Aaron A. Reed: I've been making interactive fiction games for the last ten years, along the way becoming expert enough in the IF language Inform 7 to write a book about it, and make what was at one point the longest text game ever (Blue Lacuna). For the last few years I've been working along with Jacob on a PhD at the Expressive Intelligence Studio in Santa Cruz, researching experimental new ways of telling interactive stories and trying to get them into releasable games (2012's IGF nominee Prom Week along with this year's Ice-Bound are two examples).
We both also come from a background of being fiction writers, which is definitely an important part of how we approach gamemaking.
What development tools did you use to build Ice-Bound?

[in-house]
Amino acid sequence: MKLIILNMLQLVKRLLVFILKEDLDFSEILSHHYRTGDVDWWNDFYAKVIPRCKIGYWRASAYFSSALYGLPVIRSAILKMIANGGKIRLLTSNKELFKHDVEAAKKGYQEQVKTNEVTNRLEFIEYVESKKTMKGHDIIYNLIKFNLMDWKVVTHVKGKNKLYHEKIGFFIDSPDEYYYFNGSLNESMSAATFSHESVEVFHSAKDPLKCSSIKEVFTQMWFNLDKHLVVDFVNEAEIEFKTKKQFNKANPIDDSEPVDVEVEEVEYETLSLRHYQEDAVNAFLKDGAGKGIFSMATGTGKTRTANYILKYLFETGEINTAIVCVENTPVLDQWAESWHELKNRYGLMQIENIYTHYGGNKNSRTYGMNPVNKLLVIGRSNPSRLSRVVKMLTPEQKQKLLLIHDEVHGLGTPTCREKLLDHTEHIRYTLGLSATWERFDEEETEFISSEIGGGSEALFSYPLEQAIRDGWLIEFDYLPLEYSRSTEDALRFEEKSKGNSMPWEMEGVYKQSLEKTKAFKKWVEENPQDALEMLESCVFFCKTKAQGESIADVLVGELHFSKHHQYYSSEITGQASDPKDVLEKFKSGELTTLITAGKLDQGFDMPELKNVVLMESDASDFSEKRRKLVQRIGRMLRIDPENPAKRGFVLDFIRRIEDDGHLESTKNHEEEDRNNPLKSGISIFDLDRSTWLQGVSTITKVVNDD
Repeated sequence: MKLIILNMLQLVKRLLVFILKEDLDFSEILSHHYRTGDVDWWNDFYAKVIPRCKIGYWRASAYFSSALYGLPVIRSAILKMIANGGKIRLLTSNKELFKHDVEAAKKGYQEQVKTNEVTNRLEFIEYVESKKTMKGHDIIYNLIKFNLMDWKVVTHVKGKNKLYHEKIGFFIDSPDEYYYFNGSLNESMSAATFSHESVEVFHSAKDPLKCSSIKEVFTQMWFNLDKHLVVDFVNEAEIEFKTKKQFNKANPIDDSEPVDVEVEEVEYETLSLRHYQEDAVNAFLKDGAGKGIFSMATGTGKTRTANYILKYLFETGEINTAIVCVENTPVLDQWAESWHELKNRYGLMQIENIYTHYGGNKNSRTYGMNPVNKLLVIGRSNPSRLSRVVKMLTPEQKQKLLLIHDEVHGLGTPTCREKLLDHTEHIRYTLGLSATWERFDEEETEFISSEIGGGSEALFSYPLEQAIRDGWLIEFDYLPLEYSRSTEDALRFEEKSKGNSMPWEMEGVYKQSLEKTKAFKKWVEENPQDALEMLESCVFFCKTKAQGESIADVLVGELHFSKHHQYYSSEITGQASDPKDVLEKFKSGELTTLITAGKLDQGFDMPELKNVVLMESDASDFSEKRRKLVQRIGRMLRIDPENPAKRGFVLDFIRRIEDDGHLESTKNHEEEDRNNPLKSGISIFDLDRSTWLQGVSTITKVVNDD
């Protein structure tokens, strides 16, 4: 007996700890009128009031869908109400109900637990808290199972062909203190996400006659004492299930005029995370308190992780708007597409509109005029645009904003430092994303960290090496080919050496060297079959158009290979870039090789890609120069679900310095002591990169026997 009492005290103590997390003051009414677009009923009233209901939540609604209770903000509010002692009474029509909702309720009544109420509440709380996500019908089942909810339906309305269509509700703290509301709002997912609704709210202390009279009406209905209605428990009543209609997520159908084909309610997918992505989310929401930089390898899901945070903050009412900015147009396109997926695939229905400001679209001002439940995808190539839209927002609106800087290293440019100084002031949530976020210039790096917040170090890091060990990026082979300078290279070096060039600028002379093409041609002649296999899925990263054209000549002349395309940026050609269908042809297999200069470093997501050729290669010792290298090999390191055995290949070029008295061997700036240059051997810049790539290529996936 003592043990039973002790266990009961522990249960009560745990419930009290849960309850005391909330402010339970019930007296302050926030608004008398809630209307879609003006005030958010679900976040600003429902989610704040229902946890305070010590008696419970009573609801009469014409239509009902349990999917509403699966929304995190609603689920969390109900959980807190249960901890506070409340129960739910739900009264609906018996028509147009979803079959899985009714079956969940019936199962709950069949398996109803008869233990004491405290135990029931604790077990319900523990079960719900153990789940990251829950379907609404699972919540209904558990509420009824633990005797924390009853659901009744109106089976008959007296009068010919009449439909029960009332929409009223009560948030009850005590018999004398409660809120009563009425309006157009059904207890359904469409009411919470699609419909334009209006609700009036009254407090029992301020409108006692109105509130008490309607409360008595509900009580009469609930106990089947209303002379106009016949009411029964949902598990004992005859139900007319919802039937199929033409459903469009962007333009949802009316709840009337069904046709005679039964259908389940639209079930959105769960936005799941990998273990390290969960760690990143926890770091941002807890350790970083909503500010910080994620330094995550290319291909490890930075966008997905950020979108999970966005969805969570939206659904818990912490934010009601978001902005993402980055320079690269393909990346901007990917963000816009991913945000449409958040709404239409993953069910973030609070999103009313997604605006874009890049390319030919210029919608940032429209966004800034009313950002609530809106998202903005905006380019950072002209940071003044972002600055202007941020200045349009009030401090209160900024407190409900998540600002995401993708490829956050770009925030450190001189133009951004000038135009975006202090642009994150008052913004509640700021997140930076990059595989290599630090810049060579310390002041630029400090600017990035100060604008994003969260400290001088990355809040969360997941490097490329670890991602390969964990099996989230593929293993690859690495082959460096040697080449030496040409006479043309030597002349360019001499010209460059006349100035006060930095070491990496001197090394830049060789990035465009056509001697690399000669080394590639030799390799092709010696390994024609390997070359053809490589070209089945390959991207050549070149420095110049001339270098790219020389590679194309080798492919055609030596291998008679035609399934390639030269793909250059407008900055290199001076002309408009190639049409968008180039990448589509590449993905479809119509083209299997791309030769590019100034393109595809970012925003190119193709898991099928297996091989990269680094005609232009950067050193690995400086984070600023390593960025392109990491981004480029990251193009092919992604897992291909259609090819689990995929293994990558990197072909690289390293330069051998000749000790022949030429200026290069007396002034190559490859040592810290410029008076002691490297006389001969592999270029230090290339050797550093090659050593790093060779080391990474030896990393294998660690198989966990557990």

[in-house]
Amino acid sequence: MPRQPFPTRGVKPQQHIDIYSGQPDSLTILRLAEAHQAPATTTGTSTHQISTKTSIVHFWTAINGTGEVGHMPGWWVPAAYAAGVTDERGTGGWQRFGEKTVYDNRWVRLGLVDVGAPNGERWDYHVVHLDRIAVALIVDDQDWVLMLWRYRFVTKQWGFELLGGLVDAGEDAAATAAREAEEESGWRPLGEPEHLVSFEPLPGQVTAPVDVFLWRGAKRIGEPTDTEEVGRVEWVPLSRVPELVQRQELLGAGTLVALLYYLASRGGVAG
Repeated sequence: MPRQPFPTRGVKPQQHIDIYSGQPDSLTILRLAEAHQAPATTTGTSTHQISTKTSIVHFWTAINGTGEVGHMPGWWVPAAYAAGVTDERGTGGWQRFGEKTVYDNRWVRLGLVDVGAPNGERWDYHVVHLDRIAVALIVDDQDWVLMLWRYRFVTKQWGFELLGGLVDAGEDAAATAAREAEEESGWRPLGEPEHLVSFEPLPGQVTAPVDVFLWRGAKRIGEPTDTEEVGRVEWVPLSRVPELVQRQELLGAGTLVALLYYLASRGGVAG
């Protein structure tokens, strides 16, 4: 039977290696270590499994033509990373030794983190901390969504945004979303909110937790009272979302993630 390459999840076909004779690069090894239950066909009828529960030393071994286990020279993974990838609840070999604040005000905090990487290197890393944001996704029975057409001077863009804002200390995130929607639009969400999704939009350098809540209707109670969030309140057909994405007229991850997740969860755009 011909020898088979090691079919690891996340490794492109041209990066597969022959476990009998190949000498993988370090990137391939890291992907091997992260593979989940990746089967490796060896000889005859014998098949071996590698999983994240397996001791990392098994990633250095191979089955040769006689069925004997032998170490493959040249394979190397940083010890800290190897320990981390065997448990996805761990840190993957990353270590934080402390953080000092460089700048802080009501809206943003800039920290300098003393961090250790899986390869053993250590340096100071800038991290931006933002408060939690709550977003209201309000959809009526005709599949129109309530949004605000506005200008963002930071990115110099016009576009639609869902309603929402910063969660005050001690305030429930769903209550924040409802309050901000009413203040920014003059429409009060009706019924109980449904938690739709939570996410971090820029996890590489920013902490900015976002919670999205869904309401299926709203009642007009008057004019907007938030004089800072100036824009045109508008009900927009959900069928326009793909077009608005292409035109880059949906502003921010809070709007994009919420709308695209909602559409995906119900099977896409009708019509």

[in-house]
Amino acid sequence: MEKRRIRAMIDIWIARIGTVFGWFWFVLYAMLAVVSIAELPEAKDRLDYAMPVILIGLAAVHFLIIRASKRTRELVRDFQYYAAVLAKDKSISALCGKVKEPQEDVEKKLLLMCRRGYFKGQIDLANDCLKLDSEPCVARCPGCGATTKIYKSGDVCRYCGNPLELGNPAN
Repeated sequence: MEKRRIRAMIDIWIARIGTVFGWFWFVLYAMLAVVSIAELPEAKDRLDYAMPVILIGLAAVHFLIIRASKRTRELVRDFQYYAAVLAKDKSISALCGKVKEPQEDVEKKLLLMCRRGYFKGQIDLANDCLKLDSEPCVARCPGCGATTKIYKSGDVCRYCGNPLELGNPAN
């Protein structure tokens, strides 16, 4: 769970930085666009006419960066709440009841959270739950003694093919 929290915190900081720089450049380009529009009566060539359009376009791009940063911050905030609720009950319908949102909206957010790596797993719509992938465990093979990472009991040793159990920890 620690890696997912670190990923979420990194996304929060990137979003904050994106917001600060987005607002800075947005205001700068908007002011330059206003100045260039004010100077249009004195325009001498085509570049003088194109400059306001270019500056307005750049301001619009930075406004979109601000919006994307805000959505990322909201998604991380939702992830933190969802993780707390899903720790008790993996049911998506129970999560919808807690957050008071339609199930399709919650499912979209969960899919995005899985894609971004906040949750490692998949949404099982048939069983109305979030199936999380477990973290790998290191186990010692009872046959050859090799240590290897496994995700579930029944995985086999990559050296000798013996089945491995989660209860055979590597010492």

How much time have you spent working on the game?
JG: From the first conceptual stages, we've been working on it part-time for about two and a half years now. As Aaron mentioned, we're both also PhD students at the UCSC Expressive Intelligence Studio, so it's been a good way to enrich our on-going research into creating new narrative systems pushing for more procedural depth in games.
AAR: We were able to prototype and develop the core of the game over a summer of full-time work, and it's been finding weekends and evenings to finish it up since then.
How did you come up with the concept?
JG: Originally it was a response to a prompt to "imagine the future of the book." It started with us trying to figure out what role physical books could have in the future. We settled on the idea that information deemed too sensitive for a human-level AI to know about (a "simulacrum") would probably live on in a physical book, to make it harder for them to get their hands on.